Some days I have episodic moments / momentous episodes when I feel like superman. I think of superman in the gender neutral the way I sometimes think of myself. So I’m NOT going to say I feel like some fictional character called superwoman who never existed just to be gender-feminine. As I was saying, sometimes I have episodic moments or momentous episodes when I feel like superman. And then there are prolonged, chronic bouts when I feel like the world’s entire supply of kryptonite is being used to sap every last drop of life out of me. Today, about half the world’s supply of kryptonite was being used against me. I was fine, as I normally am, up until the 70th kilometer. And then it hit me. I was feeling drained, sleepy, and hungry. Yesterday we cycled about 70km and then did a lot of walking around Warsaw. I didn’t eat proper meals either. I had a burger and fries for lunch and a cake and tea later. That ruined my appetite for dinner so all I had later was a doner-kabab sandwich at night. I knew that not eating a proper meal to restore the energy spent that day was going to come back at me the following day. It’s not easy cycling when the energy is zapped out of you. But you have to carry on. Actually, you don’t. You could just as well get off your bike and cry by the side of the road. Or you could cycle till the next roadside hotel and call it an early day. But I never allow those to be options. In my head, my only real option is to get to my next destination or further. So I carry on. All those words just to say that I was fine for 70km and then I felt tired afterwards. I’ll be frank. I have absolutely no idea what to write about today. I frequently end up blogging about the thoughts running around in my head while I’m cycling. Ever since my husband joined me three days ago, I really haven’t had many of those. I’ve had Colin to keep me company so my thoughts decided to take a break for awhile. Nothing particularly interesting happened today either. We cycled 127km from Warsaw to a town called Ostroleka. I successfully and easily navigated us out of the big city onto a major road that we stayed on for the whole route. It drizzled sometimes. We stopped at a gas station to pee at 40km and at a roadside restaurant for goulash at 80km. Ostroleka was too small to have any decent hotels so we cycled back onto the major road till we found a roadside hotel that would do the job. We checked in, showered, had dinner, and now I’m sitting in bed writing today’s blog post. But you don’t want to hear boring details like those! So for today I’m superman dealing with a world conspiracy to sap the life force out of me. But I’m superman. Not even the world’s whole supply of kryptonite can stop me.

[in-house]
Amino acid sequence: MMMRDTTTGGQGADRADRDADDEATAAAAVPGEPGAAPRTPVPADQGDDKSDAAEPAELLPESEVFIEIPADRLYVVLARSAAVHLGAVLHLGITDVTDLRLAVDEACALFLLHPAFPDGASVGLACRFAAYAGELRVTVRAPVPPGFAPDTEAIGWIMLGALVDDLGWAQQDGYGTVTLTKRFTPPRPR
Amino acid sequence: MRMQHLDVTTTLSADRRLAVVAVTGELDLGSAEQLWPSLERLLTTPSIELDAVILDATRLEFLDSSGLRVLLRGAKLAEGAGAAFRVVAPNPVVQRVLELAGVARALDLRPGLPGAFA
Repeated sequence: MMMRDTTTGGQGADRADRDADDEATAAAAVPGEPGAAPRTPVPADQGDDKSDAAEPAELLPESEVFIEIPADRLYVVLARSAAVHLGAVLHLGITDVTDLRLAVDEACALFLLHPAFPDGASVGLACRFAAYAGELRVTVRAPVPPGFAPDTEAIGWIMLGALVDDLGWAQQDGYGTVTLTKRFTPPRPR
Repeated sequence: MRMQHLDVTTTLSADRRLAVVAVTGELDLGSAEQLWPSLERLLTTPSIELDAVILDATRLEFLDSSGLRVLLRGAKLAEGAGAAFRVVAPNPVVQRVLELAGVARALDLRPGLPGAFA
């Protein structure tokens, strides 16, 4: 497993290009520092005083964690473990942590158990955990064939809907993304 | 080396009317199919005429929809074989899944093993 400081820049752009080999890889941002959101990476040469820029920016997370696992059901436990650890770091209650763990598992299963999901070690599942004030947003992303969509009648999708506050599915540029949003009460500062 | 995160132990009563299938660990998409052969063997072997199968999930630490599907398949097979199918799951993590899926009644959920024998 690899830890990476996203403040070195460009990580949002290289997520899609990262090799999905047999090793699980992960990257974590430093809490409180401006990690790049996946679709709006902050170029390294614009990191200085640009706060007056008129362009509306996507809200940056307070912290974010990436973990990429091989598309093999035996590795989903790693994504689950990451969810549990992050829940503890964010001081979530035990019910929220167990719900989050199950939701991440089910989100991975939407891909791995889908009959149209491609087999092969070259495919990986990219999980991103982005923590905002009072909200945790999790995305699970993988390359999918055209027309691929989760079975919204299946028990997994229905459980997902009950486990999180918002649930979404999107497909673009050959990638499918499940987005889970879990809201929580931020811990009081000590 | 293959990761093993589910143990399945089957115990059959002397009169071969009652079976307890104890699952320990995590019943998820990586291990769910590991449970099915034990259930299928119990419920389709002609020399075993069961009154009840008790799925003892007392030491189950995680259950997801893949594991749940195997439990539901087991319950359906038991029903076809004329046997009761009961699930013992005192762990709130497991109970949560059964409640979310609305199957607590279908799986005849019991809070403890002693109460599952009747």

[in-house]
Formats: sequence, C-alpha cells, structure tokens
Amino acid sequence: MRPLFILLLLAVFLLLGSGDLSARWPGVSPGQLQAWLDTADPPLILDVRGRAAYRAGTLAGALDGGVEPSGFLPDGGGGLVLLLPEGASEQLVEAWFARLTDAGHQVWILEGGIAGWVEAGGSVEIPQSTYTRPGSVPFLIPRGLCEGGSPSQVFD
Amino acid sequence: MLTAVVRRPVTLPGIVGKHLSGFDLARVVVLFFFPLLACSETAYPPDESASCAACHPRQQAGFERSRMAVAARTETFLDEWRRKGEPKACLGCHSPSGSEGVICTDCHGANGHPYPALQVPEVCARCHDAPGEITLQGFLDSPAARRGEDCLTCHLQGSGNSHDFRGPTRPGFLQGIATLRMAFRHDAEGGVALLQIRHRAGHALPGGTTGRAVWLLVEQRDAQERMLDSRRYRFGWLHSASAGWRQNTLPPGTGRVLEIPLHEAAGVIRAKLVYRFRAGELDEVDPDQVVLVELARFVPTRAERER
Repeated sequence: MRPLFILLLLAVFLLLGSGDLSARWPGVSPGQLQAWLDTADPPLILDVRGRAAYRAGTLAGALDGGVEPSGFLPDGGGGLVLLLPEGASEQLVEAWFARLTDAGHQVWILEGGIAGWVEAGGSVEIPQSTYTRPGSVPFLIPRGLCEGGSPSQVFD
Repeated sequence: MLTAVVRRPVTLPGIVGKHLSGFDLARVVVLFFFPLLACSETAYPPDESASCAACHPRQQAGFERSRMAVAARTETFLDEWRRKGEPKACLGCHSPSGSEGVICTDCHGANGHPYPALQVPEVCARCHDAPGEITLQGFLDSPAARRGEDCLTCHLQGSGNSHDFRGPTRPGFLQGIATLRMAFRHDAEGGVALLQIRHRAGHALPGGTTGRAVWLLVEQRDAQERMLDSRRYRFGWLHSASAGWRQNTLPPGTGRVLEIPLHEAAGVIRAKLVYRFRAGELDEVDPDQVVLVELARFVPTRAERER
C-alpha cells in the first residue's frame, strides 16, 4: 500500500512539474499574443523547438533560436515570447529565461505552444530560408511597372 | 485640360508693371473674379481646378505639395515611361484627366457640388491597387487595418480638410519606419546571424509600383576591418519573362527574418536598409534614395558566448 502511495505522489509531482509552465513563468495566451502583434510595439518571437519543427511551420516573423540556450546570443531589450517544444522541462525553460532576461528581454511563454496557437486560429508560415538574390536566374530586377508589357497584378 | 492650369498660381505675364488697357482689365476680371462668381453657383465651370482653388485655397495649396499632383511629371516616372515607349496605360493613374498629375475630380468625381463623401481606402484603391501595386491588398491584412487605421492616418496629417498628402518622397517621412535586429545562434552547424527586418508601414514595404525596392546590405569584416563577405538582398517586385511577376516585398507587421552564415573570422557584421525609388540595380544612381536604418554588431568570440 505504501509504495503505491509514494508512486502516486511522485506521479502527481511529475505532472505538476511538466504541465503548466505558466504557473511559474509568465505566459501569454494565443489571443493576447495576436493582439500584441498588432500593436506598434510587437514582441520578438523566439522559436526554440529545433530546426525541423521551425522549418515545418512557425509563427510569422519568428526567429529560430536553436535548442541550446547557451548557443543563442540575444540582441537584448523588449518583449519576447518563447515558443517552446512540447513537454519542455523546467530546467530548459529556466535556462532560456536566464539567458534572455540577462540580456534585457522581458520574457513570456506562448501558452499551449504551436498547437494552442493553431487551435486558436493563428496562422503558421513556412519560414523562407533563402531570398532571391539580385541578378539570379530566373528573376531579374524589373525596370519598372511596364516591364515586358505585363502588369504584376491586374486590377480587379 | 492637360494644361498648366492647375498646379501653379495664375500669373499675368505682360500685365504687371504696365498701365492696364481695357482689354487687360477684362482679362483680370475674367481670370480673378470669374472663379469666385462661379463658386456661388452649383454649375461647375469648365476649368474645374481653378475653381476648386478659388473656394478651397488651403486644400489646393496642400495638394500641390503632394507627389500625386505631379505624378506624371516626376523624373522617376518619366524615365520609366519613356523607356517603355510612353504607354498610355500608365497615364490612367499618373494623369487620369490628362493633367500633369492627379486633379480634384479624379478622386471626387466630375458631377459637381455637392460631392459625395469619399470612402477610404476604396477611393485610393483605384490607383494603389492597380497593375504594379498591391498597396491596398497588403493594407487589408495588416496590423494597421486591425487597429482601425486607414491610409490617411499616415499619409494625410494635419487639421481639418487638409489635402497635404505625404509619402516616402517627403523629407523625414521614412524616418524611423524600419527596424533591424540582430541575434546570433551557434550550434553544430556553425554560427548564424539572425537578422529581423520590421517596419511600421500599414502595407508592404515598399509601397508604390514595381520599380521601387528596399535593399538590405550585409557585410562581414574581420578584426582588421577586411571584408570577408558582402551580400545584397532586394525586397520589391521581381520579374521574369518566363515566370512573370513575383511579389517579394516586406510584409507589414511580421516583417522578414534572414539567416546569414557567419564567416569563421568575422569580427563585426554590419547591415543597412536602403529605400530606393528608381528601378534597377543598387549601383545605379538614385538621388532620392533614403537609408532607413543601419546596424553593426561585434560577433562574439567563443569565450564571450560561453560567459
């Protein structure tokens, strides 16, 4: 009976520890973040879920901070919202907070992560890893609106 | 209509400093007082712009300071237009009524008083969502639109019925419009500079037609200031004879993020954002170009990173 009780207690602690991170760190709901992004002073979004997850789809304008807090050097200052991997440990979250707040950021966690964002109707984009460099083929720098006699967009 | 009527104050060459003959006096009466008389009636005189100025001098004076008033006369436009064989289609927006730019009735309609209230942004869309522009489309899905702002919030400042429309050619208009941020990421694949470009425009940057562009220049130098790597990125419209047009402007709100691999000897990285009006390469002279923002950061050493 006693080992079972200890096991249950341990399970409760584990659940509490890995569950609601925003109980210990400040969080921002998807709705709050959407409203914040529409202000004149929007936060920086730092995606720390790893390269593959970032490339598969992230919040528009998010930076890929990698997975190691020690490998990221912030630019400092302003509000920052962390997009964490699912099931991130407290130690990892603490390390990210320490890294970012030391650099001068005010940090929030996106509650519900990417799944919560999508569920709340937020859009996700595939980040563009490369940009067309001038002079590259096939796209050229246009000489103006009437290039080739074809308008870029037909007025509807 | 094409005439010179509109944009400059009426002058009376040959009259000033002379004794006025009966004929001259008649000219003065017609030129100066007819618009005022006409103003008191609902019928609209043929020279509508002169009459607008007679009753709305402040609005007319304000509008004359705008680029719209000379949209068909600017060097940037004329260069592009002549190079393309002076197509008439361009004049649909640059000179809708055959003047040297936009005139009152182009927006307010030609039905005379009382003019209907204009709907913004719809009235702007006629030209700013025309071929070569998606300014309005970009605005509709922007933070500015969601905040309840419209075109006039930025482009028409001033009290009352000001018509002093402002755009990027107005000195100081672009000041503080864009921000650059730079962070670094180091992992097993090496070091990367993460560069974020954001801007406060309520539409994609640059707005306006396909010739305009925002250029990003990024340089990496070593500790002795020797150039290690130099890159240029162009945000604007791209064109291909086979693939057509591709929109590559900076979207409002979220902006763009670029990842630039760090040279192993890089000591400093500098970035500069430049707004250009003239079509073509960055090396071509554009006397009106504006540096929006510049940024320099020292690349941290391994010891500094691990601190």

Nice post! 🙂
Have you ever cycled through Bulgaria…?
Not yet! Hopefully one day. 🙂
I was planning a trip ( my first ever cycling trip ) to Bulgaria… Just wanted to know how is the experience of cycling through Europe…?
Read my previous 50 blog posts or more. You’ll find all the details there 😉
Yeah sure! 🙂
You’ve got what used to be known as “The Bonk”. It’s what cyclists get when they ” hit the wall” and all your energy runs out of the cleats in your shoes. In your case I suggest that this is as a direct result of over using your tongue muscles.
* Interesting fact: the musette bags handed to racing cyclists at feeding stations are called “Bonk Bags”. At least they were in my day. You’re welcome.
One day we will meet, Richard, and you will see I actually don’t talk that much at all. It all happens in my head and goes directly onto the Internet, completely bypassing the tongue muscles :-p
Oh oh, I’m in trouble again! Glad that you do have a good sense of humour, I’m going on my experience of solo walking; when I do meet someone, specially after a couple of quiet days, I REALLY do go on. When we meet remind me to tell you about the old man we met in Knoydart, we had trouble escaping.